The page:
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الموقع تحت الإنشاء

النسخة التجريبية من موقع النهضة العربية (أرض)

Panellists call for a justice sector that meets people’s needs


“In light of the recent wave of Covid-19 that is ravaging the world and the region, how can we find a balance between protecting people’s health and their right of access to justice, in Jordan and the region,” asked Dr. Sawsan Al-Majali, senior consultant at Durrat Al-Manal Company for Development and Training, during a digital discussion session titled “Access to justice in the region at a time Covid-19 “, of which she was the moderator and which was held by the Forum for Supporting the Development of the Justice Sector in Jordan, in partnership with the Arab Renaissance for Democracy and Development (ARDD) on 15 December, 2020. Speakers at the session were: Dr. Maria Del Mar Logrono Narbona, independent consultant at ARDD in Jordan, Ms. Brigitte Chelebian, founder and director of the Justice Without Frontiers organization in Lebanon, and Prof. Khalil al-Hamdani, an international expert on human rights in Iraq.

Jordan witnessed several developments related to the justice sector, among the precautionary measures taken to combat the pandemic, the most recent being Defence Order 21, which entails digitalizing most legal procedures. The measures taken since the beginning of the crisis have affected workers in the justice sector, – and people’s ability to enjoy certain rights.  Logrono presented some of findings of the ongoing studies Al Nahda Centre for Research at ARDD has been conducting since the beginning of the pandemic with regards to the impact of the COVID-19 crisis on the justice sector. These include an increase in the number of complaints of domestic violence, financial disputes and labour issues, as well as complaints related to violations of lockdown measure. Among the findings is the fact that women and children are the most affected by this pandemic.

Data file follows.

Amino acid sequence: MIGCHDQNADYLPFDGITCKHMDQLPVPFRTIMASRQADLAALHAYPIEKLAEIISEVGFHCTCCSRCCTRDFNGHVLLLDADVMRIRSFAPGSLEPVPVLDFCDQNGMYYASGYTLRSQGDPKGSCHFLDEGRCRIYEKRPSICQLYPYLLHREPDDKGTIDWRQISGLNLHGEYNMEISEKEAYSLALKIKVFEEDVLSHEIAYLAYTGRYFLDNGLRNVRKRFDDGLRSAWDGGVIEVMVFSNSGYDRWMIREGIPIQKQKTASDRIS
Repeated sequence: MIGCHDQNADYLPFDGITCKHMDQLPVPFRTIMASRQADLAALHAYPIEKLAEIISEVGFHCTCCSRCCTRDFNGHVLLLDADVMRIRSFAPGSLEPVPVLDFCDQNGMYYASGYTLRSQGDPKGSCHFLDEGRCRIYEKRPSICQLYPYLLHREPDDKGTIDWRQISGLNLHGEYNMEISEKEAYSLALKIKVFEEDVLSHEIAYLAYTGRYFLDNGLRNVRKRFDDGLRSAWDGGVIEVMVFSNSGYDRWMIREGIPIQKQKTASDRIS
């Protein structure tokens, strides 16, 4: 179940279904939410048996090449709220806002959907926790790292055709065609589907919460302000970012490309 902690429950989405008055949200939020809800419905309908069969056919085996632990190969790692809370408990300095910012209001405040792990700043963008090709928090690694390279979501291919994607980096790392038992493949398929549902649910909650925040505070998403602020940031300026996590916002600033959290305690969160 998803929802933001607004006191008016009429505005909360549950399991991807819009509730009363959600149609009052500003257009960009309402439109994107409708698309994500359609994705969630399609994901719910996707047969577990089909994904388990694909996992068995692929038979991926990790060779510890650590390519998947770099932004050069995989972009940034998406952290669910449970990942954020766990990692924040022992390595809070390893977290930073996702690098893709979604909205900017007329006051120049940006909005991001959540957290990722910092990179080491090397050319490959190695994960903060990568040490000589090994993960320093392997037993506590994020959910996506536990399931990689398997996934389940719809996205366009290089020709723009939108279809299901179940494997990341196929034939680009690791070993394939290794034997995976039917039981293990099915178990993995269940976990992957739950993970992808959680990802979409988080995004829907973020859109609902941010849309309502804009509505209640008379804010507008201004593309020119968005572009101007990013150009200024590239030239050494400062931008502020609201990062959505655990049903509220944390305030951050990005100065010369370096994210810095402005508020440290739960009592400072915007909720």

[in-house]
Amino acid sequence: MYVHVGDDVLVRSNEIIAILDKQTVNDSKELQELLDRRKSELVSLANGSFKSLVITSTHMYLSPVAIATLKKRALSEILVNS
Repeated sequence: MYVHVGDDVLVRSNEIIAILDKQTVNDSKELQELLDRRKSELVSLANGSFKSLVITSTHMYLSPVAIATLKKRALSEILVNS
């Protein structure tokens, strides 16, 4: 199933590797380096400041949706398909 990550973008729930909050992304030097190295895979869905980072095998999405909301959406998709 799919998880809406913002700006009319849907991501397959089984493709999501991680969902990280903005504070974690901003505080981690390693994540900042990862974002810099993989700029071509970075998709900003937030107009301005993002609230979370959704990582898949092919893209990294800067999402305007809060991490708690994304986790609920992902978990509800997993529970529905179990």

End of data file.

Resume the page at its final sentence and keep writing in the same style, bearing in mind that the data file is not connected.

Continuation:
Chelebian presented an overview of the legal challenges that existed in Lebanon even before the pandemic, such as sectarian and discriminatory laws that affect Lebanese women, high court fees, weak infrastructure of the justice sector, in addition to the economic crisis Lebanon suffers from. “The work of the justice sector was suspended during the crisis, and the financial crisis that Lebanon is going through and was exacerbated by the pandemic has made it more difficult for individuals, in general, and women, in particular, to have access to justice,” she said. Lebanon also recorded an increase in the number of cases of violence against women, who lack protection and access to protection homes due to the measures dictated by the pandemic. “Beirut’s explosion exacerbated the number of cases and led to the emergence of new issues related to the loss of identity papers, from licenses to rental bonds, and to creating new challenges to accessing justice,” she added.

Prof. Al-Hamdani said that the conditions that ravaged Iraq and continued during the pandemic, such as protests, the absence of political stability, corruption and successive financial crises, have led to the decay of its health system, with patients having to bear more than 70% of the cost of treatment.  “The pandemic revealed weaknesses in the response to emergency situations system, in the legislative system, which is incapable of coping with the impacts of the pandemic, and led to the emergence of profound moral challenges through the adoption of the herd immunity policy, which in many ways means following the survival of the fittest principle and which leaves vulnerable groups, especially the elderly, people with disabilities and displaced persons, to fend for themselves,” he said.

The participants emphasized that the response to humanitarian needs in the region is still inadequate, and the principle of comprehensive protection does not apply, and individuals lack access to justice in a manner that guarantees their true protection. They called for the justice systems to adopt out-of-the-box solutions and alternative measures that focus on people’s needs, rather than serve the system’s needs, and to improve access to justice during crises. They also called for promoting legal literacy among those in need of legal services, for building the capabilities of the justice sector workers, activating electronic justice and strengthening the public sector and civil society partnership in this domain.